Ecosystems benefit companies and monopolies, not you.
Think it makes sense to use an Apple phone, iPhone, Apple Pay, iTunes and everything else Apple wants you to use because it’s integrated? It does – for Apple. Change things up a bit. Use Bing on your Google phone. Use Mapquest so that Google doesn’t sell you location data. Turn off every app that wants your location, or spend twenty minutes limiting the info you voluntarily give your phone OS provider after you paid them $1,000 for the phone.


It doesn’t matter what your mother told you, sometimes it’s ok. What’s your phone number? 714.555.1212. It works on TV, so try it in real life. My email? You don’t owe anyone real, truthful answers. Get disposable email accounts. Use them like trash and move on. Get what you want and deny these companies what they want. You owe them nothing, my friends.


Get mad.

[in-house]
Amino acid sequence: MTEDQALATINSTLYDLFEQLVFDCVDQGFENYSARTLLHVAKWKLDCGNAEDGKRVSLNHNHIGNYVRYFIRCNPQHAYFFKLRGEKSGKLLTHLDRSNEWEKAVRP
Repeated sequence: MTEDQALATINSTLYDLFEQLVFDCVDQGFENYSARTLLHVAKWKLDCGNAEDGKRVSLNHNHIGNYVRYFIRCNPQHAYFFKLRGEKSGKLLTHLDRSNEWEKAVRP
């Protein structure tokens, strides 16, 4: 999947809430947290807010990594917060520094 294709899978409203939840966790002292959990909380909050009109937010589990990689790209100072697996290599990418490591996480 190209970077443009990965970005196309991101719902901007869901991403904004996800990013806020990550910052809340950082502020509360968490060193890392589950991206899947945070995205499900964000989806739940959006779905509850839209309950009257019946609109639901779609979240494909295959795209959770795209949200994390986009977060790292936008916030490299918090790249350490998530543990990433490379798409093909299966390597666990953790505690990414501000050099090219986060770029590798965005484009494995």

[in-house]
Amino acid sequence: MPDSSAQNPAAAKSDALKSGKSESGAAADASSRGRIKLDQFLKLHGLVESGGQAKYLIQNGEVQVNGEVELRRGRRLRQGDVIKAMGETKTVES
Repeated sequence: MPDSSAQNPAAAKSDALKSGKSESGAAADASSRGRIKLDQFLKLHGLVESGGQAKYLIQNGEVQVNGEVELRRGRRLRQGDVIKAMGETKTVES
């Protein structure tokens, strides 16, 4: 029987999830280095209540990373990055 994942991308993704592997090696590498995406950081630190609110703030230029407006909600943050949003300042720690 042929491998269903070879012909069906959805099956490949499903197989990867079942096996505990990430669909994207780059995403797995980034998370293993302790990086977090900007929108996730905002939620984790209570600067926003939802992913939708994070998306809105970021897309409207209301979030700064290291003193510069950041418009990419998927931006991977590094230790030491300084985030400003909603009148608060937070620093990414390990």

Seriously, call your congressperson and your state representatives. Tell them you are tired of having no privacy rights. You are tired of having no protection. And then tell all of your friends. Go on Yelp and complain about the companies that insist on getting your information and then treat it like it has no value once they sell it. Getting mad brought on civil rights, stopped a tank in Tiananmen Square and makes companies think twice before giving political money to questionable causes.


Make a difference.
Think you can’t? You can. Companies fear you. The plural you, but it doesn’t take a lot of people to make a difference. A few people (loudly) saying no and these greedy companies pay attention. And if they don’t, a competitor jumps in and tries to fill the void. It’s all about money. Stop rewarding companies that make theirs by stealing who you are.

Why is this the subject of a company’s business blog? Two reasons: first, we often advise people and companies on how to protect data. It is part of what we do. It makes us sick to hear these stories over and over again.

Second, selling your most important asset and letting others treat it like it means nothing is bad business. And we are all about helping businesses succeed. It’s how we make our money, and no, we don’t collect or sell your personal information. If we get hacked, we have nothing on our servers of value.

Do you have suggestions for protecting your info? Send us some suggestions and we will print the best ones in our next blog.